Chris Bryan came to the mountains in Western Montana to follow his life’s work as a U.S. Forest Service ranger. On most summer days you can find this Pennsylvania native roaming the Mystic Lake wilderness southwest of Billings.
He picks up human poop and bags it. He scours campgrounds for wilderness slobs. And he writes tickets to hikers and backpackers who violate the rules. Five days a week Chris hauls a backpack into the rugged backcountry, enduring thunderstorms, shivery mountain nights and no doubt smelly clothes.
And guess what this tall, goateed ranger makes for all his trouble. Roughly $ 15,000 a summer, according to a ranger friend of mine who’s done the work.
So why do it? One word: Passion.
“I really, really care about the wilderness,” he told me as we stood gazing at Mystic Lake from our perch on a mountain pass. “Someone has to watch over these beautiful places. And I’m never happier than when I’m doing it.”
We can all learn from Chris’s example — though picking up other people feces may only be a metaphor for most people’s jobs.
Let’s start with this fundamental question. Do you love your job, its joys as well as its annoyances? Do you feel a larger purpose in what you do? A mission? Is that feeling so powerful that it trumps most everything else? Would you do it for a song — well, at least temporarily — as you begin your career?
When you love what you do, it shows. No matter what your profession. As the CEO of Ragan Communications I have hired and fired employees over the past 23 years. Inevitably, the people I’ve had to fire were miserable. They really wanted to be actors or musicians, standup comics, novelists, magazine writers — or even politicians. But because someone told them their goals were impossible to reach, they settled for a job with me.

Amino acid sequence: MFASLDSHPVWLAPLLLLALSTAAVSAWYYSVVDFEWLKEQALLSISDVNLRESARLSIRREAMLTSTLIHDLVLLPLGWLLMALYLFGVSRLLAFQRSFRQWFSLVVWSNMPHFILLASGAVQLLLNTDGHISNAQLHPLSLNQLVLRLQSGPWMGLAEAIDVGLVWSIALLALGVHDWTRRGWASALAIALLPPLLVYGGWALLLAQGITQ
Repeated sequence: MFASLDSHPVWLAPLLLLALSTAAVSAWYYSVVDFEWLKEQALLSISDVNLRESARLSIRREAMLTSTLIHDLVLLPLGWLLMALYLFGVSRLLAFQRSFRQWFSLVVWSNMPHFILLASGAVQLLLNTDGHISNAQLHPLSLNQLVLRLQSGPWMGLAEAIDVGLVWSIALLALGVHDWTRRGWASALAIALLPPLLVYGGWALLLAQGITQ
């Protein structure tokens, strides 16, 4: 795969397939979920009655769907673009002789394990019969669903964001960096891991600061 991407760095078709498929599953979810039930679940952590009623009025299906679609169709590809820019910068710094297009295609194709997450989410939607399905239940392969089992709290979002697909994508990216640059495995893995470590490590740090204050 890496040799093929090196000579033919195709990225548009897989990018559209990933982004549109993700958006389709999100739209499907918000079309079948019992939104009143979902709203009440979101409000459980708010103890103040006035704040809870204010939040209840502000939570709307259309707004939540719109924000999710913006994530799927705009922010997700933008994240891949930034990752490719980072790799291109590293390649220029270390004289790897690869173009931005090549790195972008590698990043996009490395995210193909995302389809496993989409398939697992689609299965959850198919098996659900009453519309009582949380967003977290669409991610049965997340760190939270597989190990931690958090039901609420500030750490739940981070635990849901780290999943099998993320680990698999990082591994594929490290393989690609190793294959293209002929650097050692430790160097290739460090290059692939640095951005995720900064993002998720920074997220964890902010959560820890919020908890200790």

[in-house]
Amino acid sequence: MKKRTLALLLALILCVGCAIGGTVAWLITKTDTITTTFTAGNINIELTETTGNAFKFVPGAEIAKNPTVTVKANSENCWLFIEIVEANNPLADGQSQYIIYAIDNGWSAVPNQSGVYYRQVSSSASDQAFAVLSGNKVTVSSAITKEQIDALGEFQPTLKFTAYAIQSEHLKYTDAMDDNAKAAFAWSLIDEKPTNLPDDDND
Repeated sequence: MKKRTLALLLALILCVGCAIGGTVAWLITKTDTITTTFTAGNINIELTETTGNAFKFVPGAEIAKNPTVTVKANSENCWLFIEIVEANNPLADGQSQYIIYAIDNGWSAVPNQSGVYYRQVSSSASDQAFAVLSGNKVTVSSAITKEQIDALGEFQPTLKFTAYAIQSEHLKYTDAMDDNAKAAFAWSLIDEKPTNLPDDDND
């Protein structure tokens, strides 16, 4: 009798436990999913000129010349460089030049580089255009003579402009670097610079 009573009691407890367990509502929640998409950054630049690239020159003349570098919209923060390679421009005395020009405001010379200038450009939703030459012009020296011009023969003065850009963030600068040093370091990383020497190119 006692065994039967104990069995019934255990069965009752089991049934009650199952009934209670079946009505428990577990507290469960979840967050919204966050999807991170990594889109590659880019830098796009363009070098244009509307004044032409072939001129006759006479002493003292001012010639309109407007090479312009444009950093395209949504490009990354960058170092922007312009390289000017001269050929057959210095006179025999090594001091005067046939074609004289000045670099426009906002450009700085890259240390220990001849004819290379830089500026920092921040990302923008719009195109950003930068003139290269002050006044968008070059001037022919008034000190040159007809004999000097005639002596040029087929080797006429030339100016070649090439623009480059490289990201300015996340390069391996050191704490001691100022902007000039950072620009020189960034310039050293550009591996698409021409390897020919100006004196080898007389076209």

I told Chris that afternoon that I had never seen Mystic Lake so clean. Every campground looked like it had never been used. I couldn’t find a single scarred patch of land where fires had been. He had covered the evidence with dirt.
I could tell my words meant the world to him. Someone had noticed.
There are lessons in this small story:
Never continue working at a job you hate. It will kill you in the end. Better to make less money than drag your depressed self to work every day. Start looking for an alternative. Defeat the inertia that accompanies job dissatisfaction and make a plan. Explore other possibilities, and when you discover them, quit and don’t look back.
If you’re a boss, be sure to let your employees know that you’ve noticed their great work. It may mean more to them than money. And when you notice them getting excited about a particular job, encourage them to do more of it.
Have confidence that by pursuing your passion, good things will follow.
How many of you have watched the 1988 PBS series, “The Power of Myth”?
Joseph Campbell, the revered interpreter of world mythology and author of “The Hero with a Thousand Faces,” is asked by Bill Moyers what the secret is to happiness.
In his response, Campbell used a phrase that is repeated so often that people have forgotten that he first uttered it. Check it out:
Now, back to Chris.
In the late 1980s, I was assigned a story by the managing editor of The San Diego Tribune to investigate the California park system. I and the very gifted journalist and writer Ann Levin roamed the California coastline interviewing every park employee we came across.
An interesting quote surfaced repeatedly during our interviews.
Whenever a ranger wanted to praise a colleague, he would say, “He’s terrific. He stays close to his resources” — park service code for resisting the siren call of money and power, of being loyal to what drew you to the service in the first place
One thing I learned about Chris Bryan that day is that he knows how to follow his bliss.
He stays close to his resources.
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